#4 San Carlo alle Quattro Fontane - As big as a pillar of Saint Peter’s dome, it is an iconic masterpiece of Baroque architecture. It was designed by Francesco Borromini who was asked by the Spanish Trinitarians to restore their church in 1634. The result exceeded all expectations: it is impossible not to be enchanted by the tiny and candid octagonal cloister, by the concave-convex facade or by the small and elegant bell tower topped by a pagoda-like roof. But what is most striking is perhaps, inside the church, the oval dome, a puzzle of prospectively deformed octagons, hexagons and crosses that give the impression of a much larger and dilated space than it actually is, flooded of light from a lantern, on the top of which we see the dove of the Holy Spirit as in a supernatural apparition. Such is the tiny scale of the church that it is popularly known by the diminutive “San Carlino” but with so much beauty we forget about the actual dimensions of the building. 

#5 Tempietto di Diana - With its 80 hectares, Villa Borghese includes, besides terraces, statues, fountains and museums, a tiny and elegant circular temple in neoclassical style. Attributed to Antonio Asprucci and his son Mario and dated 1798, it was commissioned by Prince Marcantonio IV Borghese, the most munificent patron of 18th-century Rome, who transformed the villa built by Cardinal Scipione Caffarelli Borghese into a large fashionable garden. In this case, the Temple of Vesta or the Temple of Love in the gardens of Versailles were the sources of inspiration and the models were reworked with grace and finesse. Eight gray marble columns, which rest on four circular steps, support a dome surmounted by a pine cone. Inside, on a base still present today, there was a life-size statue of Diana (goddess of the hunt and the moon), a Roman copy of a Greek original statue restored by Vincenzo Pacetti’s workshop. The statue is now at the Louvre: to remember the goddess we still have an inscription on the architrave, “NOCTILVCAE · SILVARVM · POTENTI”, to the goddess of night light, lady of the forests.

#6 Santa Maria dell’Archetto - Its official name is Santa Maria Causa Nostrae Laetitiae but it is popularly known as the Madonna dell’Archetto: it is hosted by the smallest Marian shrine in Rome, and perhaps in the world. Unknown to the general public for its secluded position at the bottom of an alley, the church has a peculiar history: it was built in 1851 in the exact place where, since the end of the 17th century, an image of the Virgin Mary was placed under an arch between two was palaces. Considered soon miraculous, the image became famous on 9 July 1796, when together with other Madonnelle of the city the Virgin Mary was seen moving her eyes. The tiny church is a masterpiece of neo-Renaissance architecture, with precious marbles and sculptures. It was designed by architect Virginio Vespignani who managed to give it the appearance of a small basilica. A curiosity: the frescoes of the vault and the tiny dome are by Costantino Brumidi, often referred to as the “Michelangelo of the United States” and best known for the murals he painted in the United States Capitol.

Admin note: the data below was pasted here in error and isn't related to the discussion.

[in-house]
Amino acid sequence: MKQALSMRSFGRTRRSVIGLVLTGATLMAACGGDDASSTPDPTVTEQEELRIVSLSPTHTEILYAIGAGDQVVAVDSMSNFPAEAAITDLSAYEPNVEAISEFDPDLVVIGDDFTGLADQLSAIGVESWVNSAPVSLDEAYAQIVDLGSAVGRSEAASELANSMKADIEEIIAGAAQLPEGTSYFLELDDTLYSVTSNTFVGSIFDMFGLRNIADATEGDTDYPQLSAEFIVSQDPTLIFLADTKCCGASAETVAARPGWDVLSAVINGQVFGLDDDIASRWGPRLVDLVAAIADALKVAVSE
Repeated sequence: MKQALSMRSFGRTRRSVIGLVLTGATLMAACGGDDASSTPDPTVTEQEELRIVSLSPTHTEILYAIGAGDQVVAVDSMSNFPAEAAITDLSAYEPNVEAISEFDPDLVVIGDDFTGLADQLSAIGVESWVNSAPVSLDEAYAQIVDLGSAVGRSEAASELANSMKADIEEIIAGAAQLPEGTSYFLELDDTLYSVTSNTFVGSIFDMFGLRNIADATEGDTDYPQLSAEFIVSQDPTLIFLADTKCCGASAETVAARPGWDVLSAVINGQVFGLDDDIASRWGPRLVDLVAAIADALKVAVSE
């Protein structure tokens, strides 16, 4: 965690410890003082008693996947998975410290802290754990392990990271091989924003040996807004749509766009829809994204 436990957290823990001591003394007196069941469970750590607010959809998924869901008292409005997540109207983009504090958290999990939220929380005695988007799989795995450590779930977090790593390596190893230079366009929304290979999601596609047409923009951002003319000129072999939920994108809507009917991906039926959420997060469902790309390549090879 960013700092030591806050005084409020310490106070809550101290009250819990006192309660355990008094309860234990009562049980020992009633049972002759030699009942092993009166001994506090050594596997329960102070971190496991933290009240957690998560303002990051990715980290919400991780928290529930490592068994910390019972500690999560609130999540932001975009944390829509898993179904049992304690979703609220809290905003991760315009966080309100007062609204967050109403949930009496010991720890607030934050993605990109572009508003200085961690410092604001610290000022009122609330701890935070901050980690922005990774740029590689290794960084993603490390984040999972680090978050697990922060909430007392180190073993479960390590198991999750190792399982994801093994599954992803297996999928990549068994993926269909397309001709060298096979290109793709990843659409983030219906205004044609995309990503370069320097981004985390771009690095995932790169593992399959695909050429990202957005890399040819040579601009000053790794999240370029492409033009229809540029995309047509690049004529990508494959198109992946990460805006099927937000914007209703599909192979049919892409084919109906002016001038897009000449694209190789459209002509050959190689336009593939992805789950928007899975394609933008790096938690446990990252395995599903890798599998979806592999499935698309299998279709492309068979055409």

#7 Cinema dei Piccoli - A fairy tale house in real world. Built to entertain children and adults alike, the movie theater Cinema dei Piccoli has all the credentials to be included among the city’s artworks, especially for all those who haven’t lost their childlike sense of wonder. Its history began in 1934, when a tiny movie theater with a bedsheet for a screen was set up in the gardens of Villa Borghese to host cartoons and comic shows. A picture of Mickey Mouse with a camera was part of its sign, and for this reason it was soon renamed by the Romans “Mickey Mouse House”. Disney objected to the use of the name but the picture remained there until the 1970s. Renovated between the eighties and nineties, since 2005 it is listed in the Guinness Book of Records as being the smallest purpose built cinema in operation in the world. Its screen is only 5 × 2.5 meters and its viewing room has barely sixty seats, all contained in a very small wooden house with a floor space of just 70 square meters

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San Benedetto in PiscinulaSan Benedetto in PiscinulaSan Giovanni in OleoTempietto del BramanteTempietto del BramanteTempietto del BramanteSan Carlo alla Quattro FontaneSan Carlo alla Quattro FontaneSan Carlo alla Quattro FontaneTempietto di DianaCinema dei Piccoli